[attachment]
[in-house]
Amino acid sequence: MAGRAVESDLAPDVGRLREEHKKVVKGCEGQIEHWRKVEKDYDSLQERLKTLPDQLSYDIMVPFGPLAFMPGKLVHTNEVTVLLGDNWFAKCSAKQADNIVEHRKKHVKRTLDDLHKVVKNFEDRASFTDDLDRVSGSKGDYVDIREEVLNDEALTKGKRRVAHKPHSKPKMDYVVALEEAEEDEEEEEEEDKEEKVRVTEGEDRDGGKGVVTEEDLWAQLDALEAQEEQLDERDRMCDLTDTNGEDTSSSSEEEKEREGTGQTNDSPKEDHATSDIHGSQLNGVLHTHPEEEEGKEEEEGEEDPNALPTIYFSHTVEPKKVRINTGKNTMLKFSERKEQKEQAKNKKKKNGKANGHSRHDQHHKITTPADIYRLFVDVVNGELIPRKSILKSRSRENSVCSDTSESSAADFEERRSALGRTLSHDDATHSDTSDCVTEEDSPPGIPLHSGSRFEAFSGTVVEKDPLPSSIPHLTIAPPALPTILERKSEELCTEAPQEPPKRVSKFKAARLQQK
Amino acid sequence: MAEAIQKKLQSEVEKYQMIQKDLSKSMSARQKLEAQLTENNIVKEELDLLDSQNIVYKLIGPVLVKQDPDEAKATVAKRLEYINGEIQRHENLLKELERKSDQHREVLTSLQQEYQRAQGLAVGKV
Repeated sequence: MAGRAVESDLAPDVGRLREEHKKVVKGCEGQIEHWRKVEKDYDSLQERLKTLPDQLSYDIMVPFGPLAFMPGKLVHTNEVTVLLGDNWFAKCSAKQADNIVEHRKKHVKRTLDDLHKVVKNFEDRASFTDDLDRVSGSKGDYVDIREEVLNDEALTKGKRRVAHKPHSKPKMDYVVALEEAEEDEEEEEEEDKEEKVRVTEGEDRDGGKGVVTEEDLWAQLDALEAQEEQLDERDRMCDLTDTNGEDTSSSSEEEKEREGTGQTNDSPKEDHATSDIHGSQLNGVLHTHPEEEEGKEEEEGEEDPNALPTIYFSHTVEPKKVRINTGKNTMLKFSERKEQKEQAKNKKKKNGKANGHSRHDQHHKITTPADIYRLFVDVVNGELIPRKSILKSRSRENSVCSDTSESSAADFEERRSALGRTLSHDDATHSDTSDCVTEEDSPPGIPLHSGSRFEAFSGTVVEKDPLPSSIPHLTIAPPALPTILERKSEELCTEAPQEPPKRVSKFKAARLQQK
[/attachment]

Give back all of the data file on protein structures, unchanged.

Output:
[in-house]
Amino acid sequence: MAGRAVESDLAPDVGRLREEHKKVVKGCEGQIEHWRKVEKDYDSLQERLKTLPDQLSYDIMVPFGPLAFMPGKLVHTNEVTVLLGDNWFAKCSAKQADNIVEHRKKHVKRTLDDLHKVVKNFEDRASFTDDLDRVSGSKGDYVDIREEVLNDEALTKGKRRVAHKPHSKPKMDYVVALEEAEEDEEEEEEEDKEEKVRVTEGEDRDGGKGVVTEEDLWAQLDALEAQEEQLDERDRMCDLTDTNGEDTSSSSEEEKEREGTGQTNDSPKEDHATSDIHGSQLNGVLHTHPEEEEGKEEEEGEEDPNALPTIYFSHTVEPKKVRINTGKNTMLKFSERKEQKEQAKNKKKKNGKANGHSRHDQHHKITTPADIYRLFVDVVNGELIPRKSILKSRSRENSVCSDTSESSAADFEERRSALGRTLSHDDATHSDTSDCVTEEDSPPGIPLHSGSRFEAFSGTVVEKDPLPSSIPHLTIAPPALPTILERKSEELCTEAPQEPPKRVSKFKAARLQQK
Amino acid sequence: MAEAIQKKLQSEVEKYQMIQKDLSKSMSARQKLEAQLTENNIVKEELDLLDSQNIVYKLIGPVLVKQDPDEAKATVAKRLEYINGEIQRHENLLKELERKSDQHREVLTSLQQEYQRAQGLAVGKV
Repeated sequence: MAGRAVESDLAPDVGRLREEHKKVVKGCEGQIEHWRKVEKDYDSLQERLKTLPDQLSYDIMVPFGPLAFMPGKLVHTNEVTVLLGDNWFAKCSAKQADNIVEHRKKHVKRTLDDLHKVVKNFEDRASFTDDLDRVSGSKGDYVDIREEVLNDEALTKGKRRVAHKPHSKPKMDYVVALEEAEEDEEEEEEEDKEEKVRVTEGEDRDGGKGVVTEEDLWAQLDALEAQEEQLDERDRMCDLTDTNGEDTSSSSEEEKEREGTGQTNDSPKEDHATSDIHGSQLNGVLHTHPEEEEGKEEEEGEEDPNALPTIYFSHTVEPKKVRINTGKNTMLKFSERKEQKEQAKNKKKKNGKANGHSRHDQHHKITTPADIYRLFVDVVNGELIPRKSILKSRSRENSVCSDTSESSAADFEERRSALGRTLSHDDATHSDTSDCVTEEDSPPGIPLHSGSRFEAFSGTVVEKDPLPSSIPHLTIAPPALPTILERKSEELCTEAPQEPPKRVSKFKAARLQQK